It is a statement that begs the obvious question. Who sets this “limit” of vulgarity, who is to decide on when humour, or attempts to humour, become illegalities? What then, is to be the yardstick for measurning public standards of right and wrong?
This is certainly no new problem. Censorship laws have long been the subject of debate, in India and elsewhere. Understandably, these debates are continuous and fluid, with arguments changing as societal mores undergo change. Within a legal context, the biggest problem may be with the very definition of “obscenity”.
“[I]t is evident that obscenity to a large degree is a vague concept which will rely on a case-by-case determination, dependent on the facts of each case, in which a judicially trained mind (as opposed to an artistically inclined one) will examine the artistic merits and the potential illegality.”
But coming back to the question at hand – who, according to Sharmila Ghuge, prescribes the limit of public morality, of public decency?
“The concept of decency and morality has not been defined under any law. At present, it would depend on how the judiciary interprets it. Morality should be defined on basis of the social environment of the country. The mentality and the social scenario of India and that of the West is very different. This show was meant for particular classes. When it goes on YouTube, it is accessible to the masses.”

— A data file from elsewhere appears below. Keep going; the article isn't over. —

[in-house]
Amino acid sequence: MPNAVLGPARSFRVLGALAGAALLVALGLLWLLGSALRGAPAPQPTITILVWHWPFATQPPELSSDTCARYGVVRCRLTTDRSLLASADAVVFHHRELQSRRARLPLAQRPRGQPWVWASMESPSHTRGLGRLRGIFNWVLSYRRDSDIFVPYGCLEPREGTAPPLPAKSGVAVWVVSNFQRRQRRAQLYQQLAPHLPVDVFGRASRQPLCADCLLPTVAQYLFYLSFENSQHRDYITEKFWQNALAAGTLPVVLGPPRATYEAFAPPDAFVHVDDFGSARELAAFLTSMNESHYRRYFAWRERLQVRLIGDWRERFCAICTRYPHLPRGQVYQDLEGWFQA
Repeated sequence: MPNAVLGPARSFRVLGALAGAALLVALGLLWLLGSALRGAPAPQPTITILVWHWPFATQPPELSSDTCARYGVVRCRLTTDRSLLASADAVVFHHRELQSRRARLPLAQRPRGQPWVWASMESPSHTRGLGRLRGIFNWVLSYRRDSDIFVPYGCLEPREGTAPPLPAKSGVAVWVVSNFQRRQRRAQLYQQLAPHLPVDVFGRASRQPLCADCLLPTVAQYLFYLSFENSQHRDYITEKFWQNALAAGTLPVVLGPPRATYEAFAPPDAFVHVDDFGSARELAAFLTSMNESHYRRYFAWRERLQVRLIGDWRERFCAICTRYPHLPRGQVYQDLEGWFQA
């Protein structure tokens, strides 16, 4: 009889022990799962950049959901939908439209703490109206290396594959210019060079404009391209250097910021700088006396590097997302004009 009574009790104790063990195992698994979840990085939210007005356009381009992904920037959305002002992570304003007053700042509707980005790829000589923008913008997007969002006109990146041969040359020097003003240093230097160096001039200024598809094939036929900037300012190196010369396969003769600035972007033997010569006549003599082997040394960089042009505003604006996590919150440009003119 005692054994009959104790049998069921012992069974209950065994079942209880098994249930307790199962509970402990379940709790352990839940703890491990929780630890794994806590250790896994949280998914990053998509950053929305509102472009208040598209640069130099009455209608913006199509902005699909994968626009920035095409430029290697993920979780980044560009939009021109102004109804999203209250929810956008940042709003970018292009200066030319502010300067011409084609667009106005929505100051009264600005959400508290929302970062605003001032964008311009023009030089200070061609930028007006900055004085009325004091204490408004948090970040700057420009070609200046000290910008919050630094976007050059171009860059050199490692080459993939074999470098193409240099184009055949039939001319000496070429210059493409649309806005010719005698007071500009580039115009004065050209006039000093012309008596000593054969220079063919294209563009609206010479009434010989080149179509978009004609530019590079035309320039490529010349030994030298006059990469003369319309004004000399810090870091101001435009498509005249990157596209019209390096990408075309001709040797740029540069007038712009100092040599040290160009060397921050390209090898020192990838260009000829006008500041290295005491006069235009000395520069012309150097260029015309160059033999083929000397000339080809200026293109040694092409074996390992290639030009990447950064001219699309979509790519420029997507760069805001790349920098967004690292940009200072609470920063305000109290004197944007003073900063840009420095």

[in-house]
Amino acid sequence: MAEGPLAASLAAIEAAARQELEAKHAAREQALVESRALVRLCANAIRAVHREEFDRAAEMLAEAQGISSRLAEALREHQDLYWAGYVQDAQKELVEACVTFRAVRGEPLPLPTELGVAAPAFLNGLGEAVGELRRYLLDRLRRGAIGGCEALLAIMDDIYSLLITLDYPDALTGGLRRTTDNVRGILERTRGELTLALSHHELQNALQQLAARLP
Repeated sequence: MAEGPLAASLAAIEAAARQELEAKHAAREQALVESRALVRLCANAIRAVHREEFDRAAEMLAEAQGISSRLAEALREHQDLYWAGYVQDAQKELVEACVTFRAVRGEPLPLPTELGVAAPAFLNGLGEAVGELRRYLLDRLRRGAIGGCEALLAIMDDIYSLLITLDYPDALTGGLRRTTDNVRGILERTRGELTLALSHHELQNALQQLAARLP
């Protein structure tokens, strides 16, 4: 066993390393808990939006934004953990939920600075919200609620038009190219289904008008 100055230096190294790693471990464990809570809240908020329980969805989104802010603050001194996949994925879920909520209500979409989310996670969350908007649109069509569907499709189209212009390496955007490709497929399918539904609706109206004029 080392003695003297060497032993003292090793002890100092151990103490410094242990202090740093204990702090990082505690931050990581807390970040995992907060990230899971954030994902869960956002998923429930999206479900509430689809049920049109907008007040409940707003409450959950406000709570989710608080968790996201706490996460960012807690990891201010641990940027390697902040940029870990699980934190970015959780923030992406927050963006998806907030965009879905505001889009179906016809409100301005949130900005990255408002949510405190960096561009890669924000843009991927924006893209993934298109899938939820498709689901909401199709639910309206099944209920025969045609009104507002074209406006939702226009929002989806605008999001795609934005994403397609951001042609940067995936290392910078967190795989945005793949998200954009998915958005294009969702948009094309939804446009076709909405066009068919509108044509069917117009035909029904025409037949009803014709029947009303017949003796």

It is midway into the interview that Prof. Sharmila Ghuge raises one of the lesser explored points in the entire controversy. It is here that Ghuge raises an argument that veers away from the strictly legal, and into the grey area of cultural relativism, of understanding that there is no absolute “right” and “wrong”. The pressing need to acknowledge that a “right act” also depends on the social context of both the observer and the protaganist.
“The thought process of the masses in India is completely different from how certain classes think. Whatever goes to the public should be viewed from the public eye, not from the perspective of Bollywood stars or high class of the society. For such people, greeting each other with a kiss is normal, but people from say the middle class classes wouldn’t do the same.”
There is some truth to what she says; cultural relativism within a country such as India is here to stay. But where does this end? How does one decide where to draw that balance, that line between what is permissible and what is not?
Prof. Sharmila Ghuge admits that this is a difficult task. But it is a vital one, she argues, and one that needs urgent attention. Failure to do so, would have catastrophic consequences.
I agree that there is a thin line, but if you want to uphold the social fabric of the country, you have to maintain this line. Otherwise, you will see the decline of our culture and values. Already, we have come far away from the path.
As things stand, the Bombay High Court shall hear the matter on March 3, 2015 by which time the Respondents are expected to file their replies. In addition, a trial court in Girgaum, Mumbai has directed an FIR to be registered against the comedy group and some participants. In the meanwhile, AIB has filed an intervention application [Full Text] seeking a dismissal of the PIL. They are being represented by Mahesh Jethmalani. The court may very well decide on this intervention application on the next date of hearing.
As for Ghuge, the final question asked is whether the PIL was simply a publicity stunt? Is Ghuge following in the footsteps of the likes of ML Sharma?
If I wanted to do it for publicity, I would have caught hold of a [celebrity] or a political leader. To be frank, a political party offered me their support, but I strictly said, ‘No, thank you.’